The MX1 has an internal autopilot interface when using MGL’s servos, and it supports TruTrak and Trig systems. The MX1 can cross-fill via RS-232 with up to eight displays wired in parallel over a single CAN bus, with one display serving as a “master” screen. If it should fail, the next one in the chain is a failsafe to function as the master. There is no synthetic vision terrain presentation.
MGL has retained the touchscreen iEFIS products available in a variety of configurations, and you build your own system with the web-based iEFIS builder utility. For basic VFR equipage, the iEFIS Lite includes the 7-inch Discovery, 8.5-inch Explorer and 10.4-inch Challenger. These have built-in VFR WAAS GPS receivers, integral air data computers and attitude sensors. The company suggests iEFIS Lite models for single screen (or basic two-screen suites).
We spec’d a single-screen starting at $1710, but you have to add what MGL calls the iBox—an interface hub—for adding external sensors and third-party equipment, including radios, transponders and autopilot servos. Autopilot control is standard, but the servos are optional.
Engine data display is accomplished with the CAN-bus-based RDAC or remote data acquisition computer, which mounts on either side of the firewall. Flight data comes from the $260 SP-6 CAN and SP-7 CAN AHRS sensors.
For a combination of VFR and IFR, the iEFIS Standard is available in the 8.5-inch Explorer and 10.4-inch Challenger. These are the MGL units to choose when you want a multiscreen suite with full connectivity between the screens for ARINC interfaces and analog inputs. These use MGL’s iBox adapter, which has a GPS receiver, pitot/static sensors and AoA sensor. Think of the iBox as a central communication hub for connecting the AHARS, autopilot servos, radios, transponder and other serial and ARINC devices. The iBox is a smart box, but if you want a more self-contained interface, look at the iEFIS Lite.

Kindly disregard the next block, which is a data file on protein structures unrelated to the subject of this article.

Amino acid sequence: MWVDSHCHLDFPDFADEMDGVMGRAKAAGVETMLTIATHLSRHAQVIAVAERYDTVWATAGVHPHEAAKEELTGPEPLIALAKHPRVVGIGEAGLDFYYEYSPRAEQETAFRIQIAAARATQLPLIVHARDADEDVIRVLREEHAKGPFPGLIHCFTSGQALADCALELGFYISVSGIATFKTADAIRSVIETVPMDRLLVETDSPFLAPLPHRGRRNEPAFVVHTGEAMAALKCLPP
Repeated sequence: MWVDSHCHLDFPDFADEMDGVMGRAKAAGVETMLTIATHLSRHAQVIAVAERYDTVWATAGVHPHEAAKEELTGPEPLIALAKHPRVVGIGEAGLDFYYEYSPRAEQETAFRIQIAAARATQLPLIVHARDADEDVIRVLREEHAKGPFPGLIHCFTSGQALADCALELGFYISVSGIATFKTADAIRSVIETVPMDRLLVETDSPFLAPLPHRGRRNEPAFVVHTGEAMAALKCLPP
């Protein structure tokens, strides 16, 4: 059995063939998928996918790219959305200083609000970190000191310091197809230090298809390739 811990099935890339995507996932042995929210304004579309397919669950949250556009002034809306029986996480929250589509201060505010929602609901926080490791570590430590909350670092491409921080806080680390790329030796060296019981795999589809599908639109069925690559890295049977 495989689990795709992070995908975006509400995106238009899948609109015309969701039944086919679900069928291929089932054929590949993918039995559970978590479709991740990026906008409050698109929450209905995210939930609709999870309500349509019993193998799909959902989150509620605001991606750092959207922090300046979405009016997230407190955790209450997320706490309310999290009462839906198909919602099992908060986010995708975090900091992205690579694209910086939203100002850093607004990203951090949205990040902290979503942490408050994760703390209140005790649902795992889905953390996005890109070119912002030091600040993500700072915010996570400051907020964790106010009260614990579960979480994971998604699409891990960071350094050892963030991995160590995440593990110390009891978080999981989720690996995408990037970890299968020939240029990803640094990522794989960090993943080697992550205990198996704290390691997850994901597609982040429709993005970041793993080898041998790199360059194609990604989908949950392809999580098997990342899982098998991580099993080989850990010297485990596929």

The iEFIS Lite is available in the 7-inch Discovery, the 8.5-inch Explorer and 10.4-inch Challenger. These touch displays have built-in air data computers, built-in attitude sensors, built-in WAAS GPS (not approach capable) and control over external com, nav and transponders. The MGL iEFIS Extender is required to add AoA, four additional RS-232 ports and multiple analog inputs. All displays require MGL’s external magnetometer.
All iEFIS displays come standard with synthetic vision and terrain data, a worldwide vector base map, airports, navaids and obstacle database. iEFIS systems are compatible with Garmin GNS/GTN and Avidyne navigators when equipped with the iBox adapter.
Our advice for selecting an EFIS is the same as it ever was: Try them before you buy them. See how well you get along with the feature set, study the interconnect potential and think well into the future. What you need now may change as your skill and mission expands. As mentioned, consider stepping up in screen size or simply add a second smaller screen to share the data.
As for install complexity, we like Dynon’s attempt at taming the dragon with its FastTrack option, and we still like the Advanced Control Module for plug-and-play upgrade and an easier initial installation, especially with prefab harnesses.
For simple aircraft with VFR missions, we think MGL’s MX1 is worth a look. It’s priced right, has smart interfacing, and it’s easy to add multiple screens. For advanced missions with a combination of IFR and VFR flying, put a sharp pencil on an apples-to-apples full-suite Dynon HDX and Garmin G3X Touch packages. We recently did just that for a kit in progress and found that bottom-line pricing fell closer than it initially appeared. So close that in the end, personal preference for the user interface, brand loyalty and install complexity could be the deciding factor.